To keep its students and faculty safe, CSU will administer free meningococcal vaccinations Friday from 10 a.m. to 6 p.m. at the Student Recreation Center.
The university has partnered with the Colorado Department of Public Health and Environment, the Larimer County Department of Health and Environment and the Health District of Northern Larimer County to administer the vaccination as a proactive step in slowing down the transfer of the bacteria, which can lead to fatal diseases such as sepsis and meningitis, said CSU spokesman Brad Bohlander.
The vaccinations are in response to what the Centers for Disease Control and Prevention, or CDC, has labeled as an outbreak of meningococcal bacteria in Larimer County.
â€œThe reason CSU (will be the host of a clinic) is because the age of college students is usually the age where most of these cases happen,â€ said Jane Viste, public health educator and spokeswoman for the Larimer County Department of Public Health and Environment.
Students and faculty under the age of 29 are recommended to receive the vaccine, according to the Colorado Department of Public Health and Environment Live-in family and roommates â€“â€“ between the ages of 2 and 29 â€“â€“Â of CSU students and faculty are encouraged to attend the clinic.
This age group is most susceptible due to lifestyle and high volumes of people living in close quarters, according to the Larimer County Department of Public Health and Environment.
Students are more likely to share drinks, dining utensils, cigarettes and other items that transmit saliva from one person to another, which can spread meningococcal illnesses.
Students can register for a time slot online at the CSU safety website beginning today at 8 a.m. for the clinic. On-site registration is also available, but may lead to a longer wait time.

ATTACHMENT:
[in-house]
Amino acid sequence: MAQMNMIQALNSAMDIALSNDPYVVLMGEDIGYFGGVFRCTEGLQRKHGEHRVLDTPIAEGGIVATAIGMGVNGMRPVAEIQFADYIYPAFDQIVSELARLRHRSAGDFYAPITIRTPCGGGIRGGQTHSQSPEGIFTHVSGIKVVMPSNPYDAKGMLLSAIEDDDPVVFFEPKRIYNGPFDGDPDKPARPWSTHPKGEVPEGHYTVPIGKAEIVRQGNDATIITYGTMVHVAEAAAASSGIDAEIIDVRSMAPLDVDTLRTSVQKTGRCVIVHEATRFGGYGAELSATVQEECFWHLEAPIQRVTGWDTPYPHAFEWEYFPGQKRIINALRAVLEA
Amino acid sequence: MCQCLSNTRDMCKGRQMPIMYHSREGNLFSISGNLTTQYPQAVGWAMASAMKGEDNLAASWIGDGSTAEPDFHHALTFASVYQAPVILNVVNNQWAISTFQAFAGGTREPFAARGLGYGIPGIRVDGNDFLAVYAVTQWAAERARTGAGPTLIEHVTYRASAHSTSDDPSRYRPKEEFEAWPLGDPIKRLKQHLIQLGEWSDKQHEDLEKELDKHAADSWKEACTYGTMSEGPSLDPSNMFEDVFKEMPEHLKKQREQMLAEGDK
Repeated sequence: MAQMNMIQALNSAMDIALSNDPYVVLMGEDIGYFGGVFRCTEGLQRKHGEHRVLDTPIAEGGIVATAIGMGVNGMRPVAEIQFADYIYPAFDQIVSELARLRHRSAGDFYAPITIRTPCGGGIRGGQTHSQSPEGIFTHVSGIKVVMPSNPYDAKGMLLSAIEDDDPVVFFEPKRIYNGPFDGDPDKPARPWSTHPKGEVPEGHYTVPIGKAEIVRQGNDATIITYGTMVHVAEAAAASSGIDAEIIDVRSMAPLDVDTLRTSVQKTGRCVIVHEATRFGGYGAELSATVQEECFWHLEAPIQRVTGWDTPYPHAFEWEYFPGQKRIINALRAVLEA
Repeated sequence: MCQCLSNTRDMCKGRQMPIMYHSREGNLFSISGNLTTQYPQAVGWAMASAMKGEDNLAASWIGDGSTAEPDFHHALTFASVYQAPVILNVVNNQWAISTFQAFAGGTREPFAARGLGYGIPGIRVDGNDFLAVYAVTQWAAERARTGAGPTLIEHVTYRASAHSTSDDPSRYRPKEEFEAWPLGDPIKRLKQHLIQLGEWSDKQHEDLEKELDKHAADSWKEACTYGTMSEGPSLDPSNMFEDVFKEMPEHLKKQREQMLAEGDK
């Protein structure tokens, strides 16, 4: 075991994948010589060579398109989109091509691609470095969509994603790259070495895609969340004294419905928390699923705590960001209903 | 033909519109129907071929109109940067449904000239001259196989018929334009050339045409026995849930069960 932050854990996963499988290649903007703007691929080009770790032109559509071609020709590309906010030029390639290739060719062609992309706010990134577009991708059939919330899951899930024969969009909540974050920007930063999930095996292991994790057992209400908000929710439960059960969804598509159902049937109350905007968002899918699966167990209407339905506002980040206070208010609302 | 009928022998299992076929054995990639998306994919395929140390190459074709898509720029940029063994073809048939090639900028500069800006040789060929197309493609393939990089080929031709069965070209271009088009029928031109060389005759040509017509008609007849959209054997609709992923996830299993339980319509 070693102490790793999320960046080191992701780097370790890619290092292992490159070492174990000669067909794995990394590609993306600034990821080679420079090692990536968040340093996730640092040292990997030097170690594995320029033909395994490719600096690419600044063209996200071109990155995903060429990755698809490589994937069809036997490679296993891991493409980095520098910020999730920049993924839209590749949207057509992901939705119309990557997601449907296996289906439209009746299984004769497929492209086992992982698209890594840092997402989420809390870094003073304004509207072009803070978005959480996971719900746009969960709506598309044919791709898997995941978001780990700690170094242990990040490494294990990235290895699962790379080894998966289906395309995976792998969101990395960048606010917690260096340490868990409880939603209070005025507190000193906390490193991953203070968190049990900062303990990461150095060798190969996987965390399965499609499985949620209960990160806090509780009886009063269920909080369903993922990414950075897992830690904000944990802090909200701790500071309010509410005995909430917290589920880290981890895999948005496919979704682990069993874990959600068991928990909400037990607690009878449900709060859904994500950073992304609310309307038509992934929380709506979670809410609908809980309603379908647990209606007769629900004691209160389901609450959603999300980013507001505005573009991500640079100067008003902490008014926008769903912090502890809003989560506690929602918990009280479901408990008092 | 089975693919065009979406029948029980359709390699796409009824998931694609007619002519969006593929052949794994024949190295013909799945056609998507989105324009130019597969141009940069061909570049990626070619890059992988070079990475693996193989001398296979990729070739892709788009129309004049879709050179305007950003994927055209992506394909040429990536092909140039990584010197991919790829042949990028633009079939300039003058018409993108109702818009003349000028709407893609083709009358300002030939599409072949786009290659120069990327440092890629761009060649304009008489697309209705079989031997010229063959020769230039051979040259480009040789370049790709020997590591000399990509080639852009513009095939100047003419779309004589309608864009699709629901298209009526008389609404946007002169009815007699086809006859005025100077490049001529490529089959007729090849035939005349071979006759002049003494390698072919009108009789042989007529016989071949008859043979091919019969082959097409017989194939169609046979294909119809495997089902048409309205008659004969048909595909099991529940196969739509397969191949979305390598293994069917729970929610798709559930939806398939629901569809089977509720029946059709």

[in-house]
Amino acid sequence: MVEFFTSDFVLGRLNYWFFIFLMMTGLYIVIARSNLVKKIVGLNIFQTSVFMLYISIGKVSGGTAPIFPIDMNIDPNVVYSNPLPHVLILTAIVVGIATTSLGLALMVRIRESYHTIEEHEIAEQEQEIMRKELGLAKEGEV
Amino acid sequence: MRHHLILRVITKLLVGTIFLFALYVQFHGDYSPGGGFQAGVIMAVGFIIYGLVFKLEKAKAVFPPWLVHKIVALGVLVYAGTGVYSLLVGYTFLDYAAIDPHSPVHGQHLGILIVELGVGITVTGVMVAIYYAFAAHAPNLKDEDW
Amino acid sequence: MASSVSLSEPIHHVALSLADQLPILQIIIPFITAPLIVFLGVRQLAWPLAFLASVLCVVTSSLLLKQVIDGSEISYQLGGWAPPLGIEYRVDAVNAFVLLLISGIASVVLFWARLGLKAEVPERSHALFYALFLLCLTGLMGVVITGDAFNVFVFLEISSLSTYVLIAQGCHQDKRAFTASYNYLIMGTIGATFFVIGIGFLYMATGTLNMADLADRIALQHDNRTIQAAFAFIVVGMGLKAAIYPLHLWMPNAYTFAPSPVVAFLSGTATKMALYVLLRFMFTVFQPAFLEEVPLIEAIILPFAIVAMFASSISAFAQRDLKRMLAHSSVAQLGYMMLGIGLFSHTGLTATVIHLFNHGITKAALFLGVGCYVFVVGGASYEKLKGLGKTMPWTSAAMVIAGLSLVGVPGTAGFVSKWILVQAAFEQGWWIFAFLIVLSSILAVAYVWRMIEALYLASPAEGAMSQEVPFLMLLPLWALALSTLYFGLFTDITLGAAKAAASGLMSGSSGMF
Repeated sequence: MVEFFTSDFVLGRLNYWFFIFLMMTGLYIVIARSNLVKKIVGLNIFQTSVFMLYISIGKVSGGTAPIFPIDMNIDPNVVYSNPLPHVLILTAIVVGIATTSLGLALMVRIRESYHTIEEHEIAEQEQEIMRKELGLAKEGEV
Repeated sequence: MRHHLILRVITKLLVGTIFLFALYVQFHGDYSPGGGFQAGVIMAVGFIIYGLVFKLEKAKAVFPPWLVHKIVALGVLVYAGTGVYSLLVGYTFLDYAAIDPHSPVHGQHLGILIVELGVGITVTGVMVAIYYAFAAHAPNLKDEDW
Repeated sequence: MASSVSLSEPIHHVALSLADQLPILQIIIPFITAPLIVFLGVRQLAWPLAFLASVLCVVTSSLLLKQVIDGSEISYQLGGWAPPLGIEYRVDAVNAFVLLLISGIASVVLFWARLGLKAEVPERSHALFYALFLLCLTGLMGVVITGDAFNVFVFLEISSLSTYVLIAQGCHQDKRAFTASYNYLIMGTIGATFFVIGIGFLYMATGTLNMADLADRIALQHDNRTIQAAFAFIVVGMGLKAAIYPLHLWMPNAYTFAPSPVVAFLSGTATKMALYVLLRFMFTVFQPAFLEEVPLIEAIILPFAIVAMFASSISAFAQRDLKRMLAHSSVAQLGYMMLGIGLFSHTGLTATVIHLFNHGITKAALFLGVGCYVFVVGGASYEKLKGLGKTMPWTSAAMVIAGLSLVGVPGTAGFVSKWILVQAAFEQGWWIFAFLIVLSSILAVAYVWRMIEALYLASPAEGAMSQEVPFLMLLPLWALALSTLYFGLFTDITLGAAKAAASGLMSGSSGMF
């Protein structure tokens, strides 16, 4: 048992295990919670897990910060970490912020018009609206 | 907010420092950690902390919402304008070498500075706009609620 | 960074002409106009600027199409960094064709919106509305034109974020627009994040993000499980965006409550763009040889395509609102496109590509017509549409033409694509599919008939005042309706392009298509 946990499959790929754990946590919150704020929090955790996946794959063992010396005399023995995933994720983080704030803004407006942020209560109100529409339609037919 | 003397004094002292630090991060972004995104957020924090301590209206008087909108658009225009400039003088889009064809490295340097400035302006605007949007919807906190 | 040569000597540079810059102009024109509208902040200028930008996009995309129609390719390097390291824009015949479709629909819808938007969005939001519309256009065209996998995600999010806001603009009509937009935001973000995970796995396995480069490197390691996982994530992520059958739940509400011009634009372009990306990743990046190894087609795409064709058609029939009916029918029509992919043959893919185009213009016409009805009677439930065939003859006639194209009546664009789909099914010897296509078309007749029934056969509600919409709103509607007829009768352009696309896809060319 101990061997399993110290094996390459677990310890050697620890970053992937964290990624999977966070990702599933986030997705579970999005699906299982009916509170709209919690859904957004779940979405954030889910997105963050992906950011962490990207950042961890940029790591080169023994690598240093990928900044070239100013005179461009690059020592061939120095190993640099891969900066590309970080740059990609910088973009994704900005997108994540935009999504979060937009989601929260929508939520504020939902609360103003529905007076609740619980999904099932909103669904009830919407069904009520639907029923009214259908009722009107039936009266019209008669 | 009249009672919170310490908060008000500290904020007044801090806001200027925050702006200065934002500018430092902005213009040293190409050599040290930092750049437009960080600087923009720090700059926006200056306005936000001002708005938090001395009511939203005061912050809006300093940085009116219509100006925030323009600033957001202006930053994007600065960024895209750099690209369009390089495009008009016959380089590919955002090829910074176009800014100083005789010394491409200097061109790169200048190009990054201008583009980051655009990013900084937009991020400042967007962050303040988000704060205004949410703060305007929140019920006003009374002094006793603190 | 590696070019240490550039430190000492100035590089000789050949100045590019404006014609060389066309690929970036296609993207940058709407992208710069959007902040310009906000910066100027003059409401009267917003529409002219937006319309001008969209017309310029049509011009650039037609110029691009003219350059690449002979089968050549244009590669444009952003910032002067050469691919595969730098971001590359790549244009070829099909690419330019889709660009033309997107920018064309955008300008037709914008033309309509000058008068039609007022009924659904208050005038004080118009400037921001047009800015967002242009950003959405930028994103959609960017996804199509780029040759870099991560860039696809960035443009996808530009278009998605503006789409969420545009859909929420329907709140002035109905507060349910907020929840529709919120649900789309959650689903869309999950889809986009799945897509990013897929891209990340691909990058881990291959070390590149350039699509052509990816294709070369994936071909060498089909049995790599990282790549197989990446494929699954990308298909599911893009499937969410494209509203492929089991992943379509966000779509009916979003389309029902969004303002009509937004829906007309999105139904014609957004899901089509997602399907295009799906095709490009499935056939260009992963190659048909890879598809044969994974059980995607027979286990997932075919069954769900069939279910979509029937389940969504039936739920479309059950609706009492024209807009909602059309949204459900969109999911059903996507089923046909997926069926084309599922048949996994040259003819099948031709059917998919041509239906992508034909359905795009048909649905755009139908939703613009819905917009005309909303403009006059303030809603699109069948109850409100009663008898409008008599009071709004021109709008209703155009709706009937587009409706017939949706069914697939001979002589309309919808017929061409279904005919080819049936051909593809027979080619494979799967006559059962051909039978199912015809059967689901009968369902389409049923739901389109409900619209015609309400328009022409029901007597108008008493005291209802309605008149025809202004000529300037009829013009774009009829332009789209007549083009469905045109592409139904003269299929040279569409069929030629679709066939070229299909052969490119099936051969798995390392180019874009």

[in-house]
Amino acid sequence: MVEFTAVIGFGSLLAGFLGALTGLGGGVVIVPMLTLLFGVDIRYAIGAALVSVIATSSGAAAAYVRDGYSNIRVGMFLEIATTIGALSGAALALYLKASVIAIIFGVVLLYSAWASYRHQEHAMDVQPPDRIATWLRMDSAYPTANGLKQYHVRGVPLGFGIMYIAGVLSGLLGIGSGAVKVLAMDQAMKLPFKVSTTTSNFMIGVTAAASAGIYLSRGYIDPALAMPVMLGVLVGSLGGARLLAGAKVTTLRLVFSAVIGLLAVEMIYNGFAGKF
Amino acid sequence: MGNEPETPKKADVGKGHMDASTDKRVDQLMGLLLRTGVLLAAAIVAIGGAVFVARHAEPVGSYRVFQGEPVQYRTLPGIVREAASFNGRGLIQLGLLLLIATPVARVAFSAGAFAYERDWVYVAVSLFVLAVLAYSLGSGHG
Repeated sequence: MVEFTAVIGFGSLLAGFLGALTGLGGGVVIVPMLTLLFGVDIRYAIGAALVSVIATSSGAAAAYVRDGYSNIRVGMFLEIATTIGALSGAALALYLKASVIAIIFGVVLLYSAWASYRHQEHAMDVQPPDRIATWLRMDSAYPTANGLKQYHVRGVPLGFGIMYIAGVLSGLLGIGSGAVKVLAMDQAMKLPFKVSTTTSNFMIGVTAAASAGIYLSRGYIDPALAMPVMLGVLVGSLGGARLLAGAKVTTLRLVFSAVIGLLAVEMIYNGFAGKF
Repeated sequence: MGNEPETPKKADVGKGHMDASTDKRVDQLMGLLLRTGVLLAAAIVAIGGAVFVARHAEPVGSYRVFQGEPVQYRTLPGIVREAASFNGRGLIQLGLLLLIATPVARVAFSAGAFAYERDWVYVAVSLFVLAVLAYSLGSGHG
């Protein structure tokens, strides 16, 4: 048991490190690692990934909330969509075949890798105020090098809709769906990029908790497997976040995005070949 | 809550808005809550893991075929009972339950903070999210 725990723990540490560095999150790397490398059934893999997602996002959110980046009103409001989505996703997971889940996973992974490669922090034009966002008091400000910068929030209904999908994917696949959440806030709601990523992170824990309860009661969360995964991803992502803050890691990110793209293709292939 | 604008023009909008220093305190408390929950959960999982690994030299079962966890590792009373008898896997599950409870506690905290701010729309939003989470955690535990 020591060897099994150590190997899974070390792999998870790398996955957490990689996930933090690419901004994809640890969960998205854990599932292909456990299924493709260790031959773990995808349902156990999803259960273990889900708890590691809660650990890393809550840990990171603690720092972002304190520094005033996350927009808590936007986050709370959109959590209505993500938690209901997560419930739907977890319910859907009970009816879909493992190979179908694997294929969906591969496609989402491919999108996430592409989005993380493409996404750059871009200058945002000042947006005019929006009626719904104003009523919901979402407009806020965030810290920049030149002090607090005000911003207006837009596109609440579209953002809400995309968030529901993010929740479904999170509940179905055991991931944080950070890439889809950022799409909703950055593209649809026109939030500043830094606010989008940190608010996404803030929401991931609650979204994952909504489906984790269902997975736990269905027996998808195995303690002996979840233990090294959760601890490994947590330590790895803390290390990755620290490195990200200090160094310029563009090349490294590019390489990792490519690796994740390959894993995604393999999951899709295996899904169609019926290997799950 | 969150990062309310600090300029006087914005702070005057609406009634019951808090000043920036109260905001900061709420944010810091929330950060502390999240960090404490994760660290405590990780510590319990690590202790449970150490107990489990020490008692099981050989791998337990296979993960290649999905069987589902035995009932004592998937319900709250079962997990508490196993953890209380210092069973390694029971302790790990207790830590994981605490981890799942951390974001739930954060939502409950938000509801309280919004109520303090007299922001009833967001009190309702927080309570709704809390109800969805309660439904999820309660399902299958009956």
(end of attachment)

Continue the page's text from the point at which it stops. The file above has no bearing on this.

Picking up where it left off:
Anyone unable to attend can go to Hartshorn Health Services, where the vaccine is also free for the time being.
The goal is to vaccinate 6,000 people, but more demand could lead to another future vaccination, according to Anne Hudgens, interim-director of the CSU Health Network.
The CDC advisory committee said the meningococcal vaccine loses its potency after three years, and will stop preventing disease after five. People are encouraged to receive a booster shot at this time to extend protection from disease, Hudgens said.
Seven cases of meningococcal disease have been linked to the outbreak in the past five months, five of which ended in the deaths of three Fort Collins hockey players and Metro State student in Denver with CSU ties.
Christina Adame, a CSU student who died in October, contracted waterhouse-friderichsen syndrome, which shut down her adrenal glands and made her susceptible to blood poisoning.
The adrenal glands sit on top of the kidneys and help regulate the bodyâ€™s endocrine system.
It was initially reported that Adame died of meningococcal sepsis, but the confusion centered on the effects of the bacteria neisseria meningitidis that has two affects: to shut down the adrenal glands and keeps them from fighting bacteria or viruses or cause meningitis.
There have been no new outbreaks of meningococcal disease in Larimer County, but the strain that has affected the area is now considered â€œhyper virulent,â€ said Dr. Adrienne Lebailly, the Larimer County Health Department director.
The Colorado Department of Public Health and Environment will provide the CO HELP hotline at 1-877-462-2911 from 8 a.m. to 5 p.m. until Friday to answer questions related to meningococcal disease and to check immunization records, so people know if they should receive the vaccine.
â€œThe more people you can vaccinate, the more that interrupt the bacteria from jumping form person to person,â€ Viste said.
_Crime Beat Reporter Rachel Childs can be reached at email@example.com. _